I love “Love, Rosie”

sam-claflin-lily-collins-first-love-rosie-posterYesterday I went to the cinema ( I know bite me I go far too often) . I went to see Love, Rosie, I didn’t really know what it was about so I had no expectations at all and I have to say I loved it. In essence it is about missed opportunities, best friends who love each other but get caught up in life. It really was a true gem.

I left the film pondering ex-relationships, things left unfinished from my past and perhaps even some missed opportunities. Life and love to me is intriguing one chance meting, one missed meeting, a miss-communication and life changes and take a different course- fascinating.  I often feel so sorry for the young people now, because. lets face it getting away from an ex-partner is far more difficult then it was in my day. In my day you just left the area and  bingo you never saw them again. No mobile, no Facebook, Twitter, Instagram,  no one knew anything about you so no gossip to spread or share. I did manage in my youth to leave a trail of devastation behind me and never really had to pay for it. I often wonder what might be different if my life was been played out in modern day times.

Anyway what is my point!  Yes I do have one.

This all got my thinking as to what would be the one piece of advice I would have given my younger self. That bit of advice would be to complete things, to end things on terms that were clear with friends and partners. My life feels like one long list on unclear unknowns and unfinished. Something I probably could have never got away with nowadays but never the less it is important advice.

 What advice would you have give your young self? 

Teens & Video Games: Finding a Happy Medium

teens and gamingVideo games are a prevalent part of our culture. The video game industry is ringing up around $12 billion in annual sales. In addition, studies have found that teens spend up to 7.5 hours a day glued to some type of screen — be it a video game, tablet, smartphone or television.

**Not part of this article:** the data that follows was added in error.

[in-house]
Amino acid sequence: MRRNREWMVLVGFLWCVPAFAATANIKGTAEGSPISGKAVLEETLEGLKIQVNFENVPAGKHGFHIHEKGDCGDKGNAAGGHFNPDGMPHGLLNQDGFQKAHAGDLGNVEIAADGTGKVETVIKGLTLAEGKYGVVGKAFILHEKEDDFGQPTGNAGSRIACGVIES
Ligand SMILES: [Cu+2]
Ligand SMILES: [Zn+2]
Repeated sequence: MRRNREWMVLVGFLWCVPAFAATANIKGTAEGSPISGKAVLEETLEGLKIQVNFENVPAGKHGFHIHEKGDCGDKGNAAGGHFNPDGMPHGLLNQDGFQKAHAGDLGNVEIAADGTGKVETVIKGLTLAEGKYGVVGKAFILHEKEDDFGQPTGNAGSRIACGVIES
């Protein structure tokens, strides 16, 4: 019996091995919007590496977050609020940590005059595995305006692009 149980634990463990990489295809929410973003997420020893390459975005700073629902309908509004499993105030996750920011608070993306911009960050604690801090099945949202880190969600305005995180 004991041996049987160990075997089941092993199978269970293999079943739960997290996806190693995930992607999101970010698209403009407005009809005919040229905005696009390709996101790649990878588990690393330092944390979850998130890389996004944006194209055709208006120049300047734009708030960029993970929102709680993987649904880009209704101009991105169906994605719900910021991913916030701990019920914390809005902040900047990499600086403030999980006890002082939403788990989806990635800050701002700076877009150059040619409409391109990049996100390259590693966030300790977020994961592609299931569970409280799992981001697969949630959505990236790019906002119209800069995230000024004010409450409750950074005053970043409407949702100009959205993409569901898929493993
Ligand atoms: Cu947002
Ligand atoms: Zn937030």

In order to help ensure that your teen’s adoration of video games does not take over his or her life, it’s important that parents set some ground rules. While you don’t want to necessarily eliminate them from your child’s life all together, you do want to be sure that there is a level of responsibility and accountability tied to gaming. Manage how much and how often your teen is playing games and find a happy medium. Consider these tips:

Talk about Impact

Video games are impacting our culture big time! Empowering Parents suggests speaking with your teen when he or she is not holding a controller, and let your teen know, in a calm and non-confrontational way, that you are a bit concerned about the amount of time he or she is playing games. If there are specific issues you are worried about, bring them up in a neutral way. For example: ”Your grades have dropped in English and Math from B’s to low C’s since you started playing ‘Call of Duty.’ I think the two are connected.” Try telling your teen that you understand that video games are a lot of fun, but that you are setting some new rules in regard to their use.

Devise a Plan

While you might want to drastically cut back on how much time your teen spends playing video games, it can be more helpful and effective to take a less heavy-handed approach. Instead, let your teen know one new rule regarding the games, and what the positive and negative consequences will be for following it. Start off by telling your teenage gamer something like this: “Starting tomorrow video games will need to be shut off for the night by 8:30. If you are cool about this when I remind you, we’ll stick with this plan. But if your grades keep dropping or you get mouthy with me when it’s time to turn off the games, you’ll lose video game privileges entirely for the next day.”